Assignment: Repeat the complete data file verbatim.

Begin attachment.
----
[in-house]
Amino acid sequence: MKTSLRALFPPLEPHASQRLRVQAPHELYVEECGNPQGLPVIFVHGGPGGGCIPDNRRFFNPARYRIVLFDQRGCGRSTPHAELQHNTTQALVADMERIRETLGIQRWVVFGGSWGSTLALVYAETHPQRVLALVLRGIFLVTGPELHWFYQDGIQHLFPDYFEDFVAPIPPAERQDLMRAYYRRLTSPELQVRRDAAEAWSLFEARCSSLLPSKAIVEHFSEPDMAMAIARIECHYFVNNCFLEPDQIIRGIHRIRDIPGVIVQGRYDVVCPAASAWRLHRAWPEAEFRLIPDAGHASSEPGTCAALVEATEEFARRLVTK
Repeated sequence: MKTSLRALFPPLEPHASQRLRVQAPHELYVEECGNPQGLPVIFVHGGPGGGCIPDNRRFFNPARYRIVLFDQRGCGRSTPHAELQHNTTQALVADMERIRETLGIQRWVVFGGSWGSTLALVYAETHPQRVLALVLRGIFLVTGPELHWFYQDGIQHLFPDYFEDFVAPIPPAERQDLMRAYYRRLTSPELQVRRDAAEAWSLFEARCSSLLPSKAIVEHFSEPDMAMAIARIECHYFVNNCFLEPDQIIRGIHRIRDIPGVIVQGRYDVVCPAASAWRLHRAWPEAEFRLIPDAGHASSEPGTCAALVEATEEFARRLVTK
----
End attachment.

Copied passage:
[in-house]
Amino acid sequence: MKTSLRALFPPLEPHASQRLRVQAPHELYVEECGNPQGLPVIFVHGGPGGGCIPDNRRFFNPARYRIVLFDQRGCGRSTPHAELQHNTTQALVADMERIRETLGIQRWVVFGGSWGSTLALVYAETHPQRVLALVLRGIFLVTGPELHWFYQDGIQHLFPDYFEDFVAPIPPAERQDLMRAYYRRLTSPELQVRRDAAEAWSLFEARCSSLLPSKAIVEHFSEPDMAMAIARIECHYFVNNCFLEPDQIIRGIHRIRDIPGVIVQGRYDVVCPAASAWRLHRAWPEAEFRLIPDAGHASSEPGTCAALVEATEEFARRLVTK
Repeated sequence: MKTSLRALFPPLEPHASQRLRVQAPHELYVEECGNPQGLPVIFVHGGPGGGCIPDNRRFFNPARYRIVLFDQRGCGRSTPHAELQHNTTQALVADMERIRETLGIQRWVVFGGSWGSTLALVYAETHPQRVLALVLRGIFLVTGPELHWFYQDGIQHLFPDYFEDFVAPIPPAERQDLMRAYYRRLTSPELQVRRDAAEAWSLFEARCSSLLPSKAIVEHFSEPDMAMAIARIECHYFVNNCFLEPDQIIRGIHRIRDIPGVIVQGRYDVVCPAASAWRLHRAWPEAEFRLIPDAGHASSEPGTCAALVEATEEFARRLVTK